Enhance the State Department's Global Internet Freedom Task Force, and appoint an at-large ambassador. The task force has accomplished a lot so far but should receive additional prominence, authority, and funding. For example, the State Department could appoint an ambassador-at-large for Internet freedom to serve as a diplomatic advocate for these issues.
Promote free expression as part of foreign aid. Government can do more to tie U.S. aid programs to countries' implementation of their ICCR obligations. We have already urged the Millennium Challenge Corporation to incorporate Internet censorship in measuring whether candidate countries have achieved criteria for democratic governance.
Up until now, Silicon Valley's been left on its own to deal with authoritarian regimes like China. That's a no-win proposition. Without solid backing from Uncle Sam, there's no way that even a powerhouse tech company like Google or Microsoft is going to be able to stand on its own.
The Google suggestions aren't the last word in figuring out rules of engagement, but they're a sensible beginning. Now it's up to the hired help in Washington to take the lead. Will they grab the opportunity or opt for more grandstanding? We'll find out later today.Charles is an executive editor with CNET News. He has covered technology and business for more than 25 years. A graduate of Queens College and Columbia University, Cooper began his career in journalism at the Associated Press before moving to technology coverage. Before joining CNET News, he worked at Computer & Software News , Computer Shopper , PC Week , and ZDNet. He received the Excellence in Journalism award from the Northern California branch of the Society for Professional Journalists for column writing. In addition to his blogging and podcast appearances, he is a co-host of the CNET News Daily Debrief. E-mail Charlie .
The scenario: Within ten years from today Google and Amazon merge, forcing the beacon of mainstream media to go offline and sue the Googlezon colossus in the United States Supreme Court for violation of copyright law.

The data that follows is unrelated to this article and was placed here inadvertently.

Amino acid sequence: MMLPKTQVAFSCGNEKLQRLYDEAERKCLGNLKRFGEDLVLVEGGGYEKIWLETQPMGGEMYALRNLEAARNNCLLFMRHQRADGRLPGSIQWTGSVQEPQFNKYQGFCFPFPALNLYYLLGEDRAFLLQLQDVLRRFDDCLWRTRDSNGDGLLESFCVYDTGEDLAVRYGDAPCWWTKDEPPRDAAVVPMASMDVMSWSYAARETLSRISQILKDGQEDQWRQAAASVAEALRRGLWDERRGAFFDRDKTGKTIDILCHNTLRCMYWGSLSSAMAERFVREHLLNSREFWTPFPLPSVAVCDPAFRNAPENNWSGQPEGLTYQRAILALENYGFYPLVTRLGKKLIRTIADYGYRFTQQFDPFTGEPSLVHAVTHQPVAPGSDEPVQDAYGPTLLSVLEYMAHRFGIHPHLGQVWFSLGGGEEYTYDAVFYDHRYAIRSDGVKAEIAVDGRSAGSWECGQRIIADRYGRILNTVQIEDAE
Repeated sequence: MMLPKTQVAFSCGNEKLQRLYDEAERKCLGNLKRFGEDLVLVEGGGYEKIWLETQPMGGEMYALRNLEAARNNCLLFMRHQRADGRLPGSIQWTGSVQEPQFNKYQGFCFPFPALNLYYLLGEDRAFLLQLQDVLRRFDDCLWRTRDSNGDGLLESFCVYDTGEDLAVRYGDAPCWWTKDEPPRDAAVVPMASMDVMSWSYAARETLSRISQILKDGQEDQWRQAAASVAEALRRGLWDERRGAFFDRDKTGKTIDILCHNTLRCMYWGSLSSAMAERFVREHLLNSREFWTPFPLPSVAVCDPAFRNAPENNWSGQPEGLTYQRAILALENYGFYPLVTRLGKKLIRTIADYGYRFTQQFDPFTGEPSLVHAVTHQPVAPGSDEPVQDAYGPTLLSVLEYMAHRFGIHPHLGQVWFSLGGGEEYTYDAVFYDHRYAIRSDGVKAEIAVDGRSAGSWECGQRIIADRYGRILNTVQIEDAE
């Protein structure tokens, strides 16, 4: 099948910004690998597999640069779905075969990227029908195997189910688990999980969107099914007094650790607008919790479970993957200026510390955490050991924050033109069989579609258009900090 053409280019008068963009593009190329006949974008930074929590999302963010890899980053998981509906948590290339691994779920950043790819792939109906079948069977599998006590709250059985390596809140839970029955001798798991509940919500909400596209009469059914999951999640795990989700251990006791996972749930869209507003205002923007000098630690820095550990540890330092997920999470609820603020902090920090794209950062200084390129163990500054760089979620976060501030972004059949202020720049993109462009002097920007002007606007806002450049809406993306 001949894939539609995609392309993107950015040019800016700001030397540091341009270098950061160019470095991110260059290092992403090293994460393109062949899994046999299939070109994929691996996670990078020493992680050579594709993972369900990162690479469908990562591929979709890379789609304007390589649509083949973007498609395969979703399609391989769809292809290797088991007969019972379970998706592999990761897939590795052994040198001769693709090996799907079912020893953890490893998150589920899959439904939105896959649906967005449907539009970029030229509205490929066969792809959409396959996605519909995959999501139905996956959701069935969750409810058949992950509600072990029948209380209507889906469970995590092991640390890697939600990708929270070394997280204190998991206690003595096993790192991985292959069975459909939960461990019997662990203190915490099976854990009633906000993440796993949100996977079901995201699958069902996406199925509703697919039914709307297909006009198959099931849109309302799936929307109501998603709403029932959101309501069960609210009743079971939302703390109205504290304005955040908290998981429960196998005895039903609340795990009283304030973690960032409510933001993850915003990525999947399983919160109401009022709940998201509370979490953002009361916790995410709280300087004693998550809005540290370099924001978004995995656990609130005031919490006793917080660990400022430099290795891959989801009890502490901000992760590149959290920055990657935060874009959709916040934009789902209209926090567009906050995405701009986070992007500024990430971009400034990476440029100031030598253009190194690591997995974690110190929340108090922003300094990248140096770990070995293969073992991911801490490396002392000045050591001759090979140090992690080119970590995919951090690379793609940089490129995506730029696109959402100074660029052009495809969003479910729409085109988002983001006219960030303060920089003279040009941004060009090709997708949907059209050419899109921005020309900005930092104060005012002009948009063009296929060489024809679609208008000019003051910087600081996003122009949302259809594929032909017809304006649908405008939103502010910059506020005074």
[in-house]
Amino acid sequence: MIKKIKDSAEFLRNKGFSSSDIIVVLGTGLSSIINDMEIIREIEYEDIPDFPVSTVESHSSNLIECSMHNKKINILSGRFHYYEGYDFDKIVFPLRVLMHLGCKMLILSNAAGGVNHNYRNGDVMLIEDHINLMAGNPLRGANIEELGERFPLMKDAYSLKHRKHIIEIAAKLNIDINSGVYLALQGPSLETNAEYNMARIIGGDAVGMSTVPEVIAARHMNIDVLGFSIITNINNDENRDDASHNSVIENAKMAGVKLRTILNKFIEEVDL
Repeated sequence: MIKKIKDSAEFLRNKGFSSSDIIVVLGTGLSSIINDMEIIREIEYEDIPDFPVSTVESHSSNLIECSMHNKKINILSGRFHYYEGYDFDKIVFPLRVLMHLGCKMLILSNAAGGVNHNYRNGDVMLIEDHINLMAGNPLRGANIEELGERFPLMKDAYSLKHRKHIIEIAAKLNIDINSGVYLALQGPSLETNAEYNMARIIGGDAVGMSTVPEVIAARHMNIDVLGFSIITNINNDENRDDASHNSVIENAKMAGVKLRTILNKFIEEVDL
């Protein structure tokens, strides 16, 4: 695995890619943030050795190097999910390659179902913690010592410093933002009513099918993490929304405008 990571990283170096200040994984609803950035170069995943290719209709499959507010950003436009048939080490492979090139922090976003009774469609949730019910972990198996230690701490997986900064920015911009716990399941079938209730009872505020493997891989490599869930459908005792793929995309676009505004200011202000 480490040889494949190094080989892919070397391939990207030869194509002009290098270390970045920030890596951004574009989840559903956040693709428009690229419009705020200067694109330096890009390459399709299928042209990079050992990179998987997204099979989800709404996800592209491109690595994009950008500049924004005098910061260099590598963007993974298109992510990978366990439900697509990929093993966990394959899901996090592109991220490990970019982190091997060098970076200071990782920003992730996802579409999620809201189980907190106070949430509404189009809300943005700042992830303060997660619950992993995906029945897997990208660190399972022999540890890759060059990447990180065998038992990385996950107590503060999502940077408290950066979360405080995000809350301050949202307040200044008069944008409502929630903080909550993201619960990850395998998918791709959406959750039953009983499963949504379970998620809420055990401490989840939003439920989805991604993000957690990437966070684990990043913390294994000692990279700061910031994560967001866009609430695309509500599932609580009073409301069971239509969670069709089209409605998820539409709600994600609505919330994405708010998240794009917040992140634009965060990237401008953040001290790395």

In an eight-minute flash presentation , the Museum of Media History presents its picture for how the Fourth Estate will be toppled by participatory journalism, aided by the titans of the Internet industry.
Seminal moments leading to the destruction of the media industry include the creation of the Web, the founding of Amazon and Google, blogging, TiVo and social networking services, such as Friendster.
But it's the year 2004, according to the clip, that sets the stage for dramatic changes in how people consume--and make--their news and information. Sony and Philips announce the first mass-produced electronic paper; Microsoft unveils a social news filter Newsbot; and Amazon unveils its own search engine.
Then the video clip's makers get really creative. Awash in cash from going public, Google acquires TiVo in 2005. The following year sees the emergence of the Google Grid, which allows consumers to access an unlimited amount of storage and bandwidth to share media.
Google and Amazon merge in 2008 and trump Microsoft's competitive efforts with an algorithm that allows computers to construct news stories dynamically tailored to each individual user.
The symbolic demise of the Fourth Estate occurs in 2011 when the New York Times Company loses its suit against Googlezon.
In 2014, Googlezon unleashes EPIC, the Evolving Personalized Information Construct, which collects and filters media of all types to consumers. Some people are actually employed, too, paid according to the popularity of their work.Martin LaMonica is a senior writer for CNET's Green Tech blog. He started at CNET News in 2002, covering IT and Web development. Before that, he was executive editor at IT publication InfoWorld . E-mail Martin .
It's ironic how different Europe can be from the United States. While the U.S. continues its mindless rampage against the future of digital distribution with DRM, RIAA, MPAA, and other acronyms designed to stuff the 21st century back into the 20th century's ideas of how to package and sell property, Europe is actually investing in that future. To be exact, it's putting $22 million toward peer-to-peer technology , in a BitTorrent-minded project called P2P-Next.
Surely European broadcasters are against the move, right? After all, research suggests that 50 percent of those using BitTorrent are doing so to steal TV shows . As one TorrentFreak blogger noted, however, European broadcasters believe this situation presents an opportunity rather than a threat:
One of the biggest names taking part is the BBC, who will use the new BitTorrent client to stream TV programs. Other partners in the P2P-Next project are the European Broadcasting Union, Lancaster University, Markenfilm, Pioneer Digital Design Centre Limited and VTT Technical Research Centre of Finland. The main goal is to develop an open source, BitTorrent-compatible client that supports live streaming.
The current project will help broadcasters to find better ways to reach th online audience, and offer high quality on-demand television.
Now if only we could work on U.S. industries threatened by digitization and downloading. The software industry might actually more fully embrace open source. The entertainment industry would find ways to monetize the heavy demand for its products, as evidenced by file "sharing."
The EU apparently recognizes that the way to monetize P2P is to get out in front of it and enable it on superior terms to those available by more illicit means. Imagine that.